Originally published on the CBC News Website on August 11th, 2010. To go to the CBC News website please click here
The five frontrunners for Toronto’s mayoralty discussed seniors’ issues at a debate Wednesday — issues that advocates say don’t get examined enough by those in power.
The debate, hosted by the Canadian Association of Retired People, was billed as a challenge to the “next mayor to champion an age-friendly Toronto.”
On Tuesday, mayoral candidate Joe Pantalone promised to freeze property-tax rates for seniors with a household income of $50,000 or less. He also promised to build what he called “outdoor gyms” for the elderly and expedite the TTC’s plan to make every subway station accessible by elevator.
Rival George Smitherman has promised seniors will ride for free on the TTC between 10 a.m. and 2 p.m. on weekdays.
But none the other major candidates — Rocco Rossi, Sarah Thomson and Rob Ford — have outlined any specific policy promises targeted at seniors.
Zanana Akande, a community advocate and former NDP MPP, said that has to change soon if they hope to make a difference politically.
“They do that at their peril, because we’re the largest group of people who consistently vote and also very concerned about issues that affect us,” she said.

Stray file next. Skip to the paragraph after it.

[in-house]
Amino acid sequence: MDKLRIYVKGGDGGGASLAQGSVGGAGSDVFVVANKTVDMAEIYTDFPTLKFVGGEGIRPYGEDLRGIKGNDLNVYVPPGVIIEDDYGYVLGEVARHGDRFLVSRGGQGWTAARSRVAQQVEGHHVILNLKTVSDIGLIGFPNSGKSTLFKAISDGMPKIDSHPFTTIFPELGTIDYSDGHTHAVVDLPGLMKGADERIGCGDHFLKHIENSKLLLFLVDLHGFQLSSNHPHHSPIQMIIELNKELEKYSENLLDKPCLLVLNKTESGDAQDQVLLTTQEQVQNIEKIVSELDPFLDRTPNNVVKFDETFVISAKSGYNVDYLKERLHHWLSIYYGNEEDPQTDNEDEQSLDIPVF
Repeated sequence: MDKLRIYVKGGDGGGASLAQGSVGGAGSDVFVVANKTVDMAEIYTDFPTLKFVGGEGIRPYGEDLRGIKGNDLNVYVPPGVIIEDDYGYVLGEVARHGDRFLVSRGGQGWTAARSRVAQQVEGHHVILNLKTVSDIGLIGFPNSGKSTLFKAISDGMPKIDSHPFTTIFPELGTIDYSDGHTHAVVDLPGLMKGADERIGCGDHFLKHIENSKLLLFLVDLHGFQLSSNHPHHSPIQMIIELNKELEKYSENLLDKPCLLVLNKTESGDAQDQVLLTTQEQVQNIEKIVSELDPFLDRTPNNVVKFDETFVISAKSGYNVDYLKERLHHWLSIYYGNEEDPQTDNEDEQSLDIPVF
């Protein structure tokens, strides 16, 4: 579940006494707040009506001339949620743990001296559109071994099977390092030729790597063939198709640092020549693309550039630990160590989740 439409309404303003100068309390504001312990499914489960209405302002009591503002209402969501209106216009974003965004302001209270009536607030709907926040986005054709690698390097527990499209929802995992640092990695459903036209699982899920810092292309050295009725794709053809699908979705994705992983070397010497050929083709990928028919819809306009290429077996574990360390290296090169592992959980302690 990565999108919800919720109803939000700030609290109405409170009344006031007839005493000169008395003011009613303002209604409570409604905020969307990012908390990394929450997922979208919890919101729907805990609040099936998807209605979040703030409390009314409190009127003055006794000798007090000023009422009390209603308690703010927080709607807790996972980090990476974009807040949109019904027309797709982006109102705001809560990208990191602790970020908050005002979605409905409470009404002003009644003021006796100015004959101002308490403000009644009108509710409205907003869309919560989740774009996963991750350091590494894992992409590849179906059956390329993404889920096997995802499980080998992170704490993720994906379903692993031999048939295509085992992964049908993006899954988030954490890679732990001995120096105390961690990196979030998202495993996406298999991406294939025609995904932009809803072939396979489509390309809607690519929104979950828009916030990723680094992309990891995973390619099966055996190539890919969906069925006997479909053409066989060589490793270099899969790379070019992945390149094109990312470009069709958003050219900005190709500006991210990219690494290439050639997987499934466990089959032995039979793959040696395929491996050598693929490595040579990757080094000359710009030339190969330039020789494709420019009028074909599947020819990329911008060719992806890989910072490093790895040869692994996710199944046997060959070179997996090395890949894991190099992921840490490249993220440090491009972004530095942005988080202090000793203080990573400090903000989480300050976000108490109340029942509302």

‘This is a wonderful city. We could make it better’
Mayoral candidates should be focusing on improving social services like mobile healthcare or food programs so that people can stay in their homes longer, she said.
Currently, seniors are forced to choose between two harsh realities, she added.
“It’s either live in the middle of the city and not be able to afford it or live on the outskirts and not have the services which you need accessible to you.”
Carol Libman, a writer and advocate for CARP, said there a number of simple things that can be done to allow older people to better navigate the city, like making buildings more accessible.
Her vision of Toronto “would be one where everyone can get around, wherever they need to go easily, accessibly, affordably, no matter what age you are,” she said.
“This is a wonderful city. We could make it better.”
During Wednesday’s debate the candidates spoke to some elements of their platforms that appeal specifically to seniors. But for the most part they repeated their main campaign messages.
Rob Ford talked about waste at City Hall, George Smitherman called Ford’s plan “reckless,” while Joe Pantelone trumpeted his experience.
© CBC News
Keywords: seniors, election